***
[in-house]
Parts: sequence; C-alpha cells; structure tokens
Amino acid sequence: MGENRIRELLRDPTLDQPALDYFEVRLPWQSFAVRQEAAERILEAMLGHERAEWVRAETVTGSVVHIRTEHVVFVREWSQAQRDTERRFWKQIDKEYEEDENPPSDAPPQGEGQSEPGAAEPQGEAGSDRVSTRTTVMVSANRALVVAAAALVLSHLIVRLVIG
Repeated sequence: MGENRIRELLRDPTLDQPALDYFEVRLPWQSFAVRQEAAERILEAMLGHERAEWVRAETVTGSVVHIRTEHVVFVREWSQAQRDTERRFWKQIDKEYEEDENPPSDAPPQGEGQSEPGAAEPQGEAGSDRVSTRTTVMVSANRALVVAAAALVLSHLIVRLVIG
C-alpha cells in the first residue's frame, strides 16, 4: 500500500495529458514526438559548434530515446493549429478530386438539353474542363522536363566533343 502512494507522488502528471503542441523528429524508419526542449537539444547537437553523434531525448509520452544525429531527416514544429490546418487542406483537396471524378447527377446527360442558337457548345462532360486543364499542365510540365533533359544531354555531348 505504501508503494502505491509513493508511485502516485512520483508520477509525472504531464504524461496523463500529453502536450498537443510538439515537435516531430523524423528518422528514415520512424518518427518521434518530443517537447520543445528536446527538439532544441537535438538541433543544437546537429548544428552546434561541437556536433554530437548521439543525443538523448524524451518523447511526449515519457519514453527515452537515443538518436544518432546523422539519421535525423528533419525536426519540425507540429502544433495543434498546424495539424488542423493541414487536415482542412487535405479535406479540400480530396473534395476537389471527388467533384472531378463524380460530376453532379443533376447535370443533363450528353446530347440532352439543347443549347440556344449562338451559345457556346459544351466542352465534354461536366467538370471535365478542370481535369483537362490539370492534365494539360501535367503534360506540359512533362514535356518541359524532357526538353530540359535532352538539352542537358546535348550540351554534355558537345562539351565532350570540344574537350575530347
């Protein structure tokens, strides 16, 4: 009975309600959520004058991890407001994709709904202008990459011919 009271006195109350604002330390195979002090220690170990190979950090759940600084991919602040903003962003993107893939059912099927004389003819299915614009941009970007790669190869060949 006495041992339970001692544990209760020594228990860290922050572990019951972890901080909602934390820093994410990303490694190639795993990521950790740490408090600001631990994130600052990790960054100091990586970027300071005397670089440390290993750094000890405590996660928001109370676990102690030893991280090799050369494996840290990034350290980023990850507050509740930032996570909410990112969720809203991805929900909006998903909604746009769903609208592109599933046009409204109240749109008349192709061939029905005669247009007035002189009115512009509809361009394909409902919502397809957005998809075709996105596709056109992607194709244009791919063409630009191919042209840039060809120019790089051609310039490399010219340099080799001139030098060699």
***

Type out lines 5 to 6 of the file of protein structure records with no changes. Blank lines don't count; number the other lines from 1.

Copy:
C-alpha cells in the first residue's frame, strides 16, 4: 500500500495529458514526438559548434530515446493549429478530386438539353474542363522536363566533343 502512494507522488502528471503542441523528429524508419526542449537539444547537437553523434531525448509520452544525429531527416514544429490546418487542406483537396471524378447527377446527360442558337457548345462532360486543364499542365510540365533533359544531354555531348 505504501508503494502505491509513493508511485502516485512520483508520477509525472504531464504524461496523463500529453502536450498537443510538439515537435516531430523524423528518422528514415520512424518518427518521434518530443517537447520543445528536446527538439532544441537535438538541433543544437546537429548544428552546434561541437556536433554530437548521439543525443538523448524524451518523447511526449515519457519514453527515452537515443538518436544518432546523422539519421535525423528533419525536426519540425507540429502544433495543434498546424495539424488542423493541414487536415482542412487535405479535406479540400480530396473534395476537389471527388467533384472531378463524380460530376453532379443533376447535370443533363450528353446530347440532352439543347443549347440556344449562338451559345457556346459544351466542352465534354461536366467538370471535365478542370481535369483537362490539370492534365494539360501535367503534360506540359512533362514535356518541359524532357526538353530540359535532352538539352542537358546535348550540351554534355558537345562539351565532350570540344574537350575530347
């Protein structure tokens, strides 16, 4: 009975309600959520004058991890407001994709709904202008990459011919 009271006195109350604002330390195979002090220690170990190979950090759940600084991919602040903003962003993107893939059912099927004389003819299915614009941009970007790669190869060949 006495041992339970001692544990209760020594228990860290922050572990019951972890901080909602934390820093994410990303490694190639795993990521950790740490408090600001631990994130600052990790960054100091990586970027300071005397670089440390290993750094000890405590996660928001109370676990102690030893991280090799050369494996840290990034350290980023990850507050509740930032996570909410990112969720809203991805929900909006998903909604746009769903609208592109599933046009409204109240749109008349192709061939029905005669247009007035002189009115512009509809361009394909409902919502397809957005998809075709996105596709056109992607194709244009791919063409630009191919042209840039060809120019790089051609310039490399010219340099080799001139030098060699």